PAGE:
- That Clapper was unwilling to admit that NSA’s activities have expanded, because he knows that what NSA is doing goes far beyond what most Americans believe is permitted (and what is actually permitted) under the PATRIOT Act, and far beyond what they are willing to tolerate in the name of safety. Clapper's answer was "No, sir. Not wittingly. There are cases where they could inadvertently, perhaps, collect, but not wittingly." Clapper now claims it was the "least untruthful" answer he could give. I don't see how anyone call it anything but an outright lie.
- That NSA’s activities, as confirmed by Snowden, really have expanded far beyond what most Americans believe is permitted (and what is actually permitted) under the PATRIOT Act.
Babington also didn't name Colorado Democratic Senator Mark Udall, another person I can virtually guarantee the AP has never characterized as "far left," who has also harshly criticized the NSA surveillance regime.
One of those on the right not named by Babington -- not the "far right," the right -- who has deep concerns about the NSA surveillance is Wisconsin Congressman Jim Sensenbrenner, who happens to know a little bit about the specific language of the PATRIOT Act:
We've gotten used to what "Big Government" looks like – Washington's unchecked deficit spending, the Obama administration's policing of the press and the IRS's targeting of conservative groups. But the problem is bigger than we thought. "Big Brother" is watching. And he is monitoring the phone calls and digital communications of every American, as well as of any foreigners who make or receive calls to or from the United States.
Last week, the Guardian reported that the Obama administration is collecting records of every call made to, from or within the US, as well as records of many digital communications. President Obama has tried to deflect criticism by claiming "every member of Congress has been briefed on this program." While some members of Congress were briefed – particularly those on the intelligence committees – most, including myself, were not.
The administration claims authority to sift through details of our private lives because the Patriot Act says that it can. I disagree. I authored the Patriot Act, and this is an abuse of that law.
Finally, a photo montage at the Politico has the reactions of 22 politicians and former politicians to the NSA revelations. Almost two-thirds had serious concerns, and I don't think Babington is ready to call every one of them "far left" or "far right" (I did not quote Wyden, Sensenbrenner, or Sanders, whose objections have already been noted):
- Al Gore -- "In digital era, privacy must be a priority. Is it just me, or is secret blanket surveillance obscenely outrageous?"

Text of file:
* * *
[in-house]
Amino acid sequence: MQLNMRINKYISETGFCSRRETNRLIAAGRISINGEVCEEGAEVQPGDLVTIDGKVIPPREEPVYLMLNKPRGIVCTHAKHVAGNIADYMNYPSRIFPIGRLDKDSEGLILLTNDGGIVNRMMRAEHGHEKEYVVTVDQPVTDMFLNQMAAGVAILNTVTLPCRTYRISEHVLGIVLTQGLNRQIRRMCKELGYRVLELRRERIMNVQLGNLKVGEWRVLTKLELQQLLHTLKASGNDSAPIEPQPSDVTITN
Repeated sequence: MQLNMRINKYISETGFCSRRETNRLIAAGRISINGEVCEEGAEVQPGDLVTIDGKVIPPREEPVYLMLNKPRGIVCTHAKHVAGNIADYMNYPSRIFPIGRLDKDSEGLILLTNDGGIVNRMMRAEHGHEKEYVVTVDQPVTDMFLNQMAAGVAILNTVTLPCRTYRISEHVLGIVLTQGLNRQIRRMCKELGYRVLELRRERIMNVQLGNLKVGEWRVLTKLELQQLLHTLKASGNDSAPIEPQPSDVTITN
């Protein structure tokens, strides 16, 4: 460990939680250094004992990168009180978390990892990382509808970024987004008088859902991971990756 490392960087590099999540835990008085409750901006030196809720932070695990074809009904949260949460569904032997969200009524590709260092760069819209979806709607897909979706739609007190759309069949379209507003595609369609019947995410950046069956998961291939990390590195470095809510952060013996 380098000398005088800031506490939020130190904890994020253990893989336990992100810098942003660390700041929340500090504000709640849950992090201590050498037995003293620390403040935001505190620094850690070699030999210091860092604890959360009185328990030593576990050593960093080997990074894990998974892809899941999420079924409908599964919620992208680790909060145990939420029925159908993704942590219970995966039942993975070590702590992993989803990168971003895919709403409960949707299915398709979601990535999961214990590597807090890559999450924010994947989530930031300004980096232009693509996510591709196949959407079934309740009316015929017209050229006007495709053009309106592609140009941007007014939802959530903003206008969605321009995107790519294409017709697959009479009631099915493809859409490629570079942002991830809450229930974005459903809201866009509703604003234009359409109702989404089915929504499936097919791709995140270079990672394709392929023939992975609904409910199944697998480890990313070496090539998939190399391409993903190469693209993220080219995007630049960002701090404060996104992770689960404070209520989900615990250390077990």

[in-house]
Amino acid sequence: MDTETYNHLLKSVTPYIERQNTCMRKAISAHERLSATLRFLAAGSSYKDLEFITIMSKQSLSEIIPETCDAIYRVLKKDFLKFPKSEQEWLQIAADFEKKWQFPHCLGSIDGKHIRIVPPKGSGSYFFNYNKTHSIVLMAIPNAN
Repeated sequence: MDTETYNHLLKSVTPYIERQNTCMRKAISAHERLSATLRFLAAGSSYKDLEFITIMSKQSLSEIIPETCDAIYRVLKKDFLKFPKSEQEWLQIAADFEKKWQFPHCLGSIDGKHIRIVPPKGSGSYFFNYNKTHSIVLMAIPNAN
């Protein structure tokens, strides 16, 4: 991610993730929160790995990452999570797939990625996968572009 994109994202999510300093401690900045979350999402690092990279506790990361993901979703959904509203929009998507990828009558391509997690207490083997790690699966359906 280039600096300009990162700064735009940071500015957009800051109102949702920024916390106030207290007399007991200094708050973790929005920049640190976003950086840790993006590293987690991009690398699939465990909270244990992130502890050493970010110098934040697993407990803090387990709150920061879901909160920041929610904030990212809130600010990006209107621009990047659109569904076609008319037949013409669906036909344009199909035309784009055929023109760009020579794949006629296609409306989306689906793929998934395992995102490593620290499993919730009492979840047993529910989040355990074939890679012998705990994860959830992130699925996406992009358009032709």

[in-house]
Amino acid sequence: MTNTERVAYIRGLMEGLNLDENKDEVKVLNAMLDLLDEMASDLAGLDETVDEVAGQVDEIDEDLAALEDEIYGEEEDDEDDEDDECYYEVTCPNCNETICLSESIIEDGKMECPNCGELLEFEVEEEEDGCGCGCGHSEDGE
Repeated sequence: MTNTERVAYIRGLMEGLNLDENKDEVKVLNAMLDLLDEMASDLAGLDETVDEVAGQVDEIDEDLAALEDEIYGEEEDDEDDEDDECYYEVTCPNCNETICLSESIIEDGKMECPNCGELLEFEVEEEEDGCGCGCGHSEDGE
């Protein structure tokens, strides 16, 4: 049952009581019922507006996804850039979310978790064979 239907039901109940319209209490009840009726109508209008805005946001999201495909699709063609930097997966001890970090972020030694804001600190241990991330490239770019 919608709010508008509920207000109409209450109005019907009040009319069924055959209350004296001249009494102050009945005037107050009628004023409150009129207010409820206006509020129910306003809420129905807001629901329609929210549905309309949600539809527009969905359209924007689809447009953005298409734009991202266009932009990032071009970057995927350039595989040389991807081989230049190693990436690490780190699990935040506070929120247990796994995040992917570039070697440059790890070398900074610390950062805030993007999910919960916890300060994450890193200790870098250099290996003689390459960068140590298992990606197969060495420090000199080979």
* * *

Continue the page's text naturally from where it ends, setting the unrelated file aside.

- Sen. Dean Heller (R-Nev.) -- "This is yet another example of government overreach that forces the question, ‘What sort of state are we living in?’ There is clearly a glaring difference between what the government is doing and what the American people think they are doing."
- Sen. Jeff Flake (R-Ariz.) -- “Why they would need that much data puzzles me. It just seems strange that they would collect all of that only to, I’m sure, drill down on certain aspects later on. That was surprise and raises some questions that I think we ought to answer.”
- Sen. Jeff Merkley (D-Ore.) -- "This type of secret bulk data collection is an outrageous breach of Americans’ privacy. I have had significant concerns about the intelligence community over-collecting information about Americans’ telephone calls, emails and other records."
- Sen. Roy Blount (R-Mo.) -- "I’ve been a supporter of FISA and the FISA court process, but it does seem to me that on all fronts, the Obama administration is more expansive and aggressive — from drones to phone records — than the Bush administration."
- Rep. Lee Terry (R-Neb.) -- "Never thought I would agree with Al Gore but in the case of the #NSA he’s right. The secret blanket surveillance is obscenely outrageous."
- Sen. Jon Tester (D-Mont.) -- “Civil liberties are incredibly important in this country and to have a FISA court basically give a perpetual court order of telephone records … I think it goes against what this country is founded on."
- "We believe this type of program is far too broad and is inconsistent with our nation’s founding principles. We cannot defeat terrorism by compromising our commitment to our civil rights and liberties,” Prominent Democrats including Rep. John Conyers (D-Mich.), Rep. Jerry Nadler (D-N.Y.) and Rep. Bobby Scott (D-Va.), on the House Judiciary committee said in a joint statement.
Sorry, Team Obama, Team Hillary 2016, and dual-purpose cheerleader Charles Babington. This "Obama's the reasonable moderate" trial balloon won't fly for two reasons: Mainstream politicians of both parties are speaking out against what the NSA's dragnet, and, as will be seen in Part 2, the polls aren't telling us what Babington says they are.
Cross-posted at BizzyBlog.com.